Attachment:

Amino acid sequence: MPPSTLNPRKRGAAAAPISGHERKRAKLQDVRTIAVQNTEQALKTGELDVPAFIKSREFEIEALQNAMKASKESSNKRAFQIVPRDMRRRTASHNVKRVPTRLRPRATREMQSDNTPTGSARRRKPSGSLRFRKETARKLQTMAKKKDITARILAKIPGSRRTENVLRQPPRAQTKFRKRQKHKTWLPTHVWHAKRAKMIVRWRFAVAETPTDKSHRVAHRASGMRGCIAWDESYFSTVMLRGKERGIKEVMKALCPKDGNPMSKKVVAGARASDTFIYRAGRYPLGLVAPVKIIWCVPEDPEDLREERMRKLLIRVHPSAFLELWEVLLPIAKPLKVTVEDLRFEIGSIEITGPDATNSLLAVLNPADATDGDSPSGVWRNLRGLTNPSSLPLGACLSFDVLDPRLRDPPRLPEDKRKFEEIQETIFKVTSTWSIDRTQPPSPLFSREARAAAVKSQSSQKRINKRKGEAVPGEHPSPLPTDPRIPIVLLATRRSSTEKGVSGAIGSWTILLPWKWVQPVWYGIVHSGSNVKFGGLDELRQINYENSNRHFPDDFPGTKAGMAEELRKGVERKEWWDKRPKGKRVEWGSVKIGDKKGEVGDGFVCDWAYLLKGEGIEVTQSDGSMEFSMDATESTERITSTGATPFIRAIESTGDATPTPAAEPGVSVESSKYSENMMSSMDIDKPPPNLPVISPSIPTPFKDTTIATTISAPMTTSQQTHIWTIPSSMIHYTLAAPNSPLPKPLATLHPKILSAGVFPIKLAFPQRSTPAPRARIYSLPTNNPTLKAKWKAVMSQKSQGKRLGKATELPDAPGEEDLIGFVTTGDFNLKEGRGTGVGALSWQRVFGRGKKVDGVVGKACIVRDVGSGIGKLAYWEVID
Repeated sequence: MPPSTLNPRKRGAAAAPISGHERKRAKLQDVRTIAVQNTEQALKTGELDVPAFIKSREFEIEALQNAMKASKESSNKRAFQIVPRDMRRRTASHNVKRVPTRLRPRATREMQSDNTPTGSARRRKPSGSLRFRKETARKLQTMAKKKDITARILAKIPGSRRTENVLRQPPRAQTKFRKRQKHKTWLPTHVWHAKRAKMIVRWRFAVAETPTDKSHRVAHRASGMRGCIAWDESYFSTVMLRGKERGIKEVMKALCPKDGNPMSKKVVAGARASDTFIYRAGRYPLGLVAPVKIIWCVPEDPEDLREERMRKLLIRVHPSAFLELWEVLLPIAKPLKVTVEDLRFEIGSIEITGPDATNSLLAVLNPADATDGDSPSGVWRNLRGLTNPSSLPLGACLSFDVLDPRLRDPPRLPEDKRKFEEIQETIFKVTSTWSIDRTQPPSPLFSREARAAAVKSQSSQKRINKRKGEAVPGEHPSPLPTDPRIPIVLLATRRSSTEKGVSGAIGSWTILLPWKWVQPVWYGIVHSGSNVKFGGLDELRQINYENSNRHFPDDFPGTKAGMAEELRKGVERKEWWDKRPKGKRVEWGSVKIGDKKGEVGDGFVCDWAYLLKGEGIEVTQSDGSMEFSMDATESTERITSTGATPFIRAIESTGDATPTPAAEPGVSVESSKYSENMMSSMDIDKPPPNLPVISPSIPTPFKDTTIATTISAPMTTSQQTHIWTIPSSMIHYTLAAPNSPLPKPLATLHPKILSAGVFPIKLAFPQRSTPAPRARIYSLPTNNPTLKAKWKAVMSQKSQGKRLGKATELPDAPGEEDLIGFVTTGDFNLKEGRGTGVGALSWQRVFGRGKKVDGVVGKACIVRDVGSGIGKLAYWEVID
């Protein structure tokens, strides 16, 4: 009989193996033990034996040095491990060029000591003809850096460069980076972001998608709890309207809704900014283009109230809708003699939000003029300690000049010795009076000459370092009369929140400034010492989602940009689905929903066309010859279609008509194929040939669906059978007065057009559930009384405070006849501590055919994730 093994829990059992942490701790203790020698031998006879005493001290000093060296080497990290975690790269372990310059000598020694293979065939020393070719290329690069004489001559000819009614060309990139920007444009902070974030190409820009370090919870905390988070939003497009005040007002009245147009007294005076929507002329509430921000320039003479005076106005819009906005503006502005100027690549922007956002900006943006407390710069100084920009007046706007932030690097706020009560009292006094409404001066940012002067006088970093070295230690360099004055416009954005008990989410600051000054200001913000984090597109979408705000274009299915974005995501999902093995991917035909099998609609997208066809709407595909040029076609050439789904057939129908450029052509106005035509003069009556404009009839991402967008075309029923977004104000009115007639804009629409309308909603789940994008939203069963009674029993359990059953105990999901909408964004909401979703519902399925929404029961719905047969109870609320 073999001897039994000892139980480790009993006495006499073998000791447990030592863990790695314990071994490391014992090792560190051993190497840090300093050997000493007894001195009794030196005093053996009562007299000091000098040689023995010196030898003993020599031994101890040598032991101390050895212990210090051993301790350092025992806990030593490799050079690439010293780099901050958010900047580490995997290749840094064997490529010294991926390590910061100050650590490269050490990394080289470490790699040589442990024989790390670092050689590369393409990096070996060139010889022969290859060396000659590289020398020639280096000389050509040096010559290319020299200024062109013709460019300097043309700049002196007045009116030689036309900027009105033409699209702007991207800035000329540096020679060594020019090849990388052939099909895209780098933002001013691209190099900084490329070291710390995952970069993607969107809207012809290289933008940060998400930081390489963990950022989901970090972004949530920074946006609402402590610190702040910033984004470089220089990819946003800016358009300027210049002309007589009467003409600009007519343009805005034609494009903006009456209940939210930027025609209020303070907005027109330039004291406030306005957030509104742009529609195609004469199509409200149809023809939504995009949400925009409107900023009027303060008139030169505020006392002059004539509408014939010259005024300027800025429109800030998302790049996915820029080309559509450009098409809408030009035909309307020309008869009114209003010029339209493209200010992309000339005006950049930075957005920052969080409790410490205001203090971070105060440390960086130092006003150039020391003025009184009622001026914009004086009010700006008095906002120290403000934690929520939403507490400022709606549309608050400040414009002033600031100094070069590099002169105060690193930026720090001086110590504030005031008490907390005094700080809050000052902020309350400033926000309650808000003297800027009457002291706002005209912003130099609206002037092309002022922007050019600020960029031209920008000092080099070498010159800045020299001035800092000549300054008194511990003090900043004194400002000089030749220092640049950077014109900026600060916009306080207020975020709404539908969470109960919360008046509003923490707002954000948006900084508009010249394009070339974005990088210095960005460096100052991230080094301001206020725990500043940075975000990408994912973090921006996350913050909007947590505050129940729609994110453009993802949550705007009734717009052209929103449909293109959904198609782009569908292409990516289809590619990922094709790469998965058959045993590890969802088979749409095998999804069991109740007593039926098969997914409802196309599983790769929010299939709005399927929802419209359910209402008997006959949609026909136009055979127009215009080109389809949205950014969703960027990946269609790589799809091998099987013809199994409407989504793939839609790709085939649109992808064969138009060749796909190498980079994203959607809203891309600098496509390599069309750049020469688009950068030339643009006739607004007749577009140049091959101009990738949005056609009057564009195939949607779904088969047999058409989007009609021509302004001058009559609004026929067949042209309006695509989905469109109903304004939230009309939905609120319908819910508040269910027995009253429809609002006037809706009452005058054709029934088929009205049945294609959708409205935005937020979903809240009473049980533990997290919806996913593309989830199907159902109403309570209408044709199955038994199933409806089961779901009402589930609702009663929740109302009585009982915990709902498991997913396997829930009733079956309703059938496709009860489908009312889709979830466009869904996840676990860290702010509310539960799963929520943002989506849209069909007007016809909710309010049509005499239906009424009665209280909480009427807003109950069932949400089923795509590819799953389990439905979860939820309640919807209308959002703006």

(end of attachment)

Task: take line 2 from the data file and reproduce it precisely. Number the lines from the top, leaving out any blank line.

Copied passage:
Repeated sequence: MPPSTLNPRKRGAAAAPISGHERKRAKLQDVRTIAVQNTEQALKTGELDVPAFIKSREFEIEALQNAMKASKESSNKRAFQIVPRDMRRRTASHNVKRVPTRLRPRATREMQSDNTPTGSARRRKPSGSLRFRKETARKLQTMAKKKDITARILAKIPGSRRTENVLRQPPRAQTKFRKRQKHKTWLPTHVWHAKRAKMIVRWRFAVAETPTDKSHRVAHRASGMRGCIAWDESYFSTVMLRGKERGIKEVMKALCPKDGNPMSKKVVAGARASDTFIYRAGRYPLGLVAPVKIIWCVPEDPEDLREERMRKLLIRVHPSAFLELWEVLLPIAKPLKVTVEDLRFEIGSIEITGPDATNSLLAVLNPADATDGDSPSGVWRNLRGLTNPSSLPLGACLSFDVLDPRLRDPPRLPEDKRKFEEIQETIFKVTSTWSIDRTQPPSPLFSREARAAAVKSQSSQKRINKRKGEAVPGEHPSPLPTDPRIPIVLLATRRSSTEKGVSGAIGSWTILLPWKWVQPVWYGIVHSGSNVKFGGLDELRQINYENSNRHFPDDFPGTKAGMAEELRKGVERKEWWDKRPKGKRVEWGSVKIGDKKGEVGDGFVCDWAYLLKGEGIEVTQSDGSMEFSMDATESTERITSTGATPFIRAIESTGDATPTPAAEPGVSVESSKYSENMMSSMDIDKPPPNLPVISPSIPTPFKDTTIATTISAPMTTSQQTHIWTIPSSMIHYTLAAPNSPLPKPLATLHPKILSAGVFPIKLAFPQRSTPAPRARIYSLPTNNPTLKAKWKAVMSQKSQGKRLGKATELPDAPGEEDLIGFVTTGDFNLKEGRGTGVGALSWQRVFGRGKKVDGVVGKACIVRDVGSGIGKLAYWEVID